Poll - If you had to kill in self-defense would you?

Casual discussion amongst spiritual friends.
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If you had to kill in self defense or to save others would you?

Yes
19
54%
No
16
46%
 
Total votes: 35

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DooDoot
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Re: Poll - If you had to kill in self-defense would you?

Post by DooDoot » Wed Feb 21, 2018 5:43 am

rightviewftw wrote:
Mon Feb 19, 2018 8:15 am
Impossible to produce evidence satisfying you...
So when u claim to have not killed a living thing, where do u live? in an air-conditioned apartment in a concrete city? are the aggregates attacked on a daily basis by mosquitoes & gadflies?

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Re: Poll - If you had to kill in self-defense would you?

Post by rightviewftw » Wed Feb 21, 2018 5:45 am

No_Mind wrote:
Wed Feb 21, 2018 5:23 am
There have been 578 visits to this thread.
But there are only 18 scores!
This forum is almost dead,
There are about 10-15 people left posting. This is down a lot since i "left" in 2016 forum got trolled hard i think and it drove people away.
Last edited by rightviewftw on Wed Feb 21, 2018 5:47 am, edited 2 times in total.
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Re: Poll - If you had to kill in self-defense would you?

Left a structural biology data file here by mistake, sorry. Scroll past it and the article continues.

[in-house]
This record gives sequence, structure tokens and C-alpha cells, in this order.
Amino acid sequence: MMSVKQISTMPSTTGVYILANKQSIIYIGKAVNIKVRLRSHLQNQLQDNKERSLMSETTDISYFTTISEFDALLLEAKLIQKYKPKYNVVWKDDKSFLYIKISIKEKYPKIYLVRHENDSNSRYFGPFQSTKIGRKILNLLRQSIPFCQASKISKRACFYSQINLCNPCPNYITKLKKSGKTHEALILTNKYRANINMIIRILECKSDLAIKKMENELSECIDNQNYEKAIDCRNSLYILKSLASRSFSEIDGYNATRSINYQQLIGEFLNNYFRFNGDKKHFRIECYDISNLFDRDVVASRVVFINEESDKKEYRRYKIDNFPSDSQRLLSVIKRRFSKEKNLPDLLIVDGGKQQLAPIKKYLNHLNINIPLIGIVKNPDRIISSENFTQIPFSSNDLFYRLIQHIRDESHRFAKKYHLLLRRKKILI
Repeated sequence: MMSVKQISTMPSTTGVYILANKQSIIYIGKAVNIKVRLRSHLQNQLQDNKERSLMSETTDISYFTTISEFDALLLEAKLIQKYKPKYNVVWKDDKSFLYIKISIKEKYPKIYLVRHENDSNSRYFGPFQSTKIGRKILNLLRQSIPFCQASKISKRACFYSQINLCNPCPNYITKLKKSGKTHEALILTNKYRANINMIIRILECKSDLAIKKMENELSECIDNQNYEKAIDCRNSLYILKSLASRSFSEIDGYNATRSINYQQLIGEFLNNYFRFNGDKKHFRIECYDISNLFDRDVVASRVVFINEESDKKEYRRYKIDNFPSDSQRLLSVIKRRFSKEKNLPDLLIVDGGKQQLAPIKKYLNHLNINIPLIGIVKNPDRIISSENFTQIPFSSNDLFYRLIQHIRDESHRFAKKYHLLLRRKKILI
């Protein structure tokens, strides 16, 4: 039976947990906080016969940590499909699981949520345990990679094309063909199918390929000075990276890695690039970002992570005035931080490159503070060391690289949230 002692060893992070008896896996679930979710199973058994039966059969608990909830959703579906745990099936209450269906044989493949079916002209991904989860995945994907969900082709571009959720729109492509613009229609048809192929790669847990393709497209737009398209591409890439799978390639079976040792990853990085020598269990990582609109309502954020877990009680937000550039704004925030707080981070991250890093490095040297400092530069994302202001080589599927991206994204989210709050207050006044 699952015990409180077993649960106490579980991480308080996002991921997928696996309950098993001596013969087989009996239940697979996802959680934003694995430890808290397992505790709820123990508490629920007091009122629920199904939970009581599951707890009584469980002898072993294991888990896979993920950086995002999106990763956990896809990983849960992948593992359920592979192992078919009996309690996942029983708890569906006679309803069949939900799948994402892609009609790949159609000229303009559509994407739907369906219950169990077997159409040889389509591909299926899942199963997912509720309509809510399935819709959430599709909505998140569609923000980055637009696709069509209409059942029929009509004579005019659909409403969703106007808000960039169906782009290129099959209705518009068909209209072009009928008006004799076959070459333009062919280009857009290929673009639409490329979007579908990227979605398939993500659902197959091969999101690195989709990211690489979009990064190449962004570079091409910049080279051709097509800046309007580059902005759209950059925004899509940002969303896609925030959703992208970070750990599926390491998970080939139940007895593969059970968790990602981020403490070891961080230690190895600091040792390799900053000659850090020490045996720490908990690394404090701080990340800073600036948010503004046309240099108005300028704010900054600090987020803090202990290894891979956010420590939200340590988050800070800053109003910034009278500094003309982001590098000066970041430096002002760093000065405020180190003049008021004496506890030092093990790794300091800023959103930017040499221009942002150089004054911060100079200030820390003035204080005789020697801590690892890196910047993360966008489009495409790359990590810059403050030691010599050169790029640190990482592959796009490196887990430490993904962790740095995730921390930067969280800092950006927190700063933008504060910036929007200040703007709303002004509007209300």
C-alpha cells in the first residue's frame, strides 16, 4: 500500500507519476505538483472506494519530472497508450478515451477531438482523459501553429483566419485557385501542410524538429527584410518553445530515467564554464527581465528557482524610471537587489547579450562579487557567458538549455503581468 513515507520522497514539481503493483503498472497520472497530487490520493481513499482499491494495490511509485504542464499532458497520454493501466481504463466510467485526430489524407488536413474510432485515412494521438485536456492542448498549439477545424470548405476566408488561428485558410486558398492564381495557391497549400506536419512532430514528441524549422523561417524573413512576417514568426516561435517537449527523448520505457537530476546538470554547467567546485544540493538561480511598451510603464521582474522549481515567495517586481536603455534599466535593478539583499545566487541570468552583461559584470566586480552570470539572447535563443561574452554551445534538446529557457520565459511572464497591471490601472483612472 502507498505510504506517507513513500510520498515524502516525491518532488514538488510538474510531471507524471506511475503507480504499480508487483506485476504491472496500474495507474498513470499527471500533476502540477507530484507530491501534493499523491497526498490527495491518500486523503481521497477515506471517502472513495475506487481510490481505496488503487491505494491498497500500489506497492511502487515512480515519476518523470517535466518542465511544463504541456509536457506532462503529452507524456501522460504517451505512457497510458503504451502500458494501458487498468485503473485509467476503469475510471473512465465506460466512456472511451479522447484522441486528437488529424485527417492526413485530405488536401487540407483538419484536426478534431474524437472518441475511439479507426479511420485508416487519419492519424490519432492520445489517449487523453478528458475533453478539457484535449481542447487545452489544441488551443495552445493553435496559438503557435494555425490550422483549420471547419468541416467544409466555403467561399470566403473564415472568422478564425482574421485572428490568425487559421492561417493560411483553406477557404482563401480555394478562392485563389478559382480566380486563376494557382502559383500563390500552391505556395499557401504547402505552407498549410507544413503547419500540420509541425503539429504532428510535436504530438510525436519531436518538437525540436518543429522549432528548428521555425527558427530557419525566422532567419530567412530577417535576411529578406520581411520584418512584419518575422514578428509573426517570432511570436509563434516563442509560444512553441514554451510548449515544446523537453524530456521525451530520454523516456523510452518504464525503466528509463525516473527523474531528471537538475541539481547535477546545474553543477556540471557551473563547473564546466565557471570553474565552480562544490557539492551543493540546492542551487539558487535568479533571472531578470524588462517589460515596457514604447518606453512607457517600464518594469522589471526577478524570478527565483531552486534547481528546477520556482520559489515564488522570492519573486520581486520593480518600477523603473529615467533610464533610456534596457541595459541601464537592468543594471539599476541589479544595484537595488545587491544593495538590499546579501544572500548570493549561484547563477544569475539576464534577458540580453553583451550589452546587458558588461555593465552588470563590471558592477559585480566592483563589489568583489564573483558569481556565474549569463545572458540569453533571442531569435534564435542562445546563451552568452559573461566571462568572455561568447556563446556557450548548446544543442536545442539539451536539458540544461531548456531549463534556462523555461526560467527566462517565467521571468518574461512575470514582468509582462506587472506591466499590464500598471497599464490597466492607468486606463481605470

Post by No_Mind » Wed Feb 21, 2018 5:46 am

rightviewftw wrote:
Wed Feb 21, 2018 5:45 am
No_Mind wrote:
Wed Feb 21, 2018 5:23 am
There have been 578 visits to this thread.
But there are only 18 scores!
This forum is almost dead,
That is why I presented the ratio to visits and not ratio to total members

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Re: Poll - If you had to kill in self-defense would you?

Post by rightviewftw » Wed Feb 21, 2018 5:49 am

No_Mind wrote:
Wed Feb 21, 2018 5:46 am
rightviewftw wrote:
Wed Feb 21, 2018 5:45 am
No_Mind wrote:
Wed Feb 21, 2018 5:23 am
There have been 578 visits to this thread.
But there are only 18 scores!
This forum is almost dead,
That is why I presented the ratio to visits and not ratio to total members

:namaste:
maybe i misinterpereted something ill take a look later. i had to delete part of that post because was a mistake there i wanted to correct
How to Destroy any addiction
How to Meditate: Satipatthana Mahasi
Медитация Сатипаттхана Випассана
How To Develop Factors of Enlightenment & Perceptions
Complete Manual of Insight by Mahasi Sayadaw
Tyranny of Words - An Introduction to General Semantics
Ledi Sayadaw's Anapana Dipani (Samatha) @ ffmt.fr/articles/maitres/LediS/anapana-dipani.ledi-sayadaw.pdf
Dhammapada @ myweb.ncku.edu.tw/~lsn46/tipitaka/sutta/khuddaka/dhammapada/dhp-contrast-reading/dhp-contrast-reading-en/
don't feed the trolls

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DooDoot
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Re: Poll - If you had to kill in self-defense would you?

Post by DooDoot » Wed Feb 21, 2018 5:51 am